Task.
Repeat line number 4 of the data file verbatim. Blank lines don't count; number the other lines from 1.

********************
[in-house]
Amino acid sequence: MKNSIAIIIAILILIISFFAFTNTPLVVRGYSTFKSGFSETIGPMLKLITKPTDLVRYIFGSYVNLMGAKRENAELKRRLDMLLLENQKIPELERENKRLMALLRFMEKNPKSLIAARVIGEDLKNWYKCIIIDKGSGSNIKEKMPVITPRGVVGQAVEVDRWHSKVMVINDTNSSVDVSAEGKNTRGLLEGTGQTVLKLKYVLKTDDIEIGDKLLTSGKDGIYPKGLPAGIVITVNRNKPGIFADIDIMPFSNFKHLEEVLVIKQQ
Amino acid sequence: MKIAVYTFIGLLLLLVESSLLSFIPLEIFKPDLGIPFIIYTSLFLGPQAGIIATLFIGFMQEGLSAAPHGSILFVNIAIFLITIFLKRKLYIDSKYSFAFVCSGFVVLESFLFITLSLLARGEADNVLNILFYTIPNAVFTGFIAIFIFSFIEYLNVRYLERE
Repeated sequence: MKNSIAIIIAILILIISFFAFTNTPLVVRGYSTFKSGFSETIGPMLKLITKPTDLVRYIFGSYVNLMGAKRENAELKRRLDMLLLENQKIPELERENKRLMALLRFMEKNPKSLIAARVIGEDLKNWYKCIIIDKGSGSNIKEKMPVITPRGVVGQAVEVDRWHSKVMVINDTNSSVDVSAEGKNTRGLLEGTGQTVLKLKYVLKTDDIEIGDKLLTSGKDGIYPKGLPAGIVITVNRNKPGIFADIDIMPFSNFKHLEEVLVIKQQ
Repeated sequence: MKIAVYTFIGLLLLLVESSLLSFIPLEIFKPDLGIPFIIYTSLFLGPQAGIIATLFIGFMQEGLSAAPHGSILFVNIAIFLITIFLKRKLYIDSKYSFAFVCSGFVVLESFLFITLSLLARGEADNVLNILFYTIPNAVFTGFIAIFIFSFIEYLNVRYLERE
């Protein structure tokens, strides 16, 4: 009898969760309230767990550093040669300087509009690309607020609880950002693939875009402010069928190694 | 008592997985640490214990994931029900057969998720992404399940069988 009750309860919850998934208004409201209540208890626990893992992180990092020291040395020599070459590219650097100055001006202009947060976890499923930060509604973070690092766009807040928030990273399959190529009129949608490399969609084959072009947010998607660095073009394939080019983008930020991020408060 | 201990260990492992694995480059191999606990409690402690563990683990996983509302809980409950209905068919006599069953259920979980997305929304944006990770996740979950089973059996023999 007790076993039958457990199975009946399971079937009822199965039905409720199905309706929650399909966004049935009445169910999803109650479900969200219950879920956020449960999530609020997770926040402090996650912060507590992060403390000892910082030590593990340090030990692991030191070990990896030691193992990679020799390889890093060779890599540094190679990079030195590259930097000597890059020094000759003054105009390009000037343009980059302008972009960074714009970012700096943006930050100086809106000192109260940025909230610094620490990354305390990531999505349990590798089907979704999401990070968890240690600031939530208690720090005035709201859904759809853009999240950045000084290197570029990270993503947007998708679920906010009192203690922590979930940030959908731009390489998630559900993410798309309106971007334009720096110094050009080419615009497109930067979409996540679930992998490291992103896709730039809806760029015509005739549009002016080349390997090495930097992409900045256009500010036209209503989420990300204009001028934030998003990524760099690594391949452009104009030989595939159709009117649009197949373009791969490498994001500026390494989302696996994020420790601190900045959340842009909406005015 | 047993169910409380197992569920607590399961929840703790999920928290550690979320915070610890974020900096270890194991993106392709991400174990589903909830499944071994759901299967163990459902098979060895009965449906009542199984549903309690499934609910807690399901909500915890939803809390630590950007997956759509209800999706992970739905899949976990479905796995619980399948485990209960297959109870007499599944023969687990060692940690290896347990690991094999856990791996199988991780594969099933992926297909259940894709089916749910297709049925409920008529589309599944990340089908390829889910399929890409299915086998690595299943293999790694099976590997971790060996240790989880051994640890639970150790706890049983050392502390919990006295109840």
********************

Repeated sequence: MKNSIAIIIAILILIISFFAFTNTPLVVRGYSTFKSGFSETIGPMLKLITKPTDLVRYIFGSYVNLMGAKRENAELKRRLDMLLLENQKIPELERENKRLMALLRFMEKNPKSLIAARVIGEDLKNWYKCIIIDKGSGSNIKEKMPVITPRGVVGQAVEVDRWHSKVMVINDTNSSVDVSAEGKNTRGLLEGTGQTVLKLKYVLKTDDIEIGDKLLTSGKDGIYPKGLPAGIVITVNRNKPGIFADIDIMPFSNFKHLEEVLVIKQQ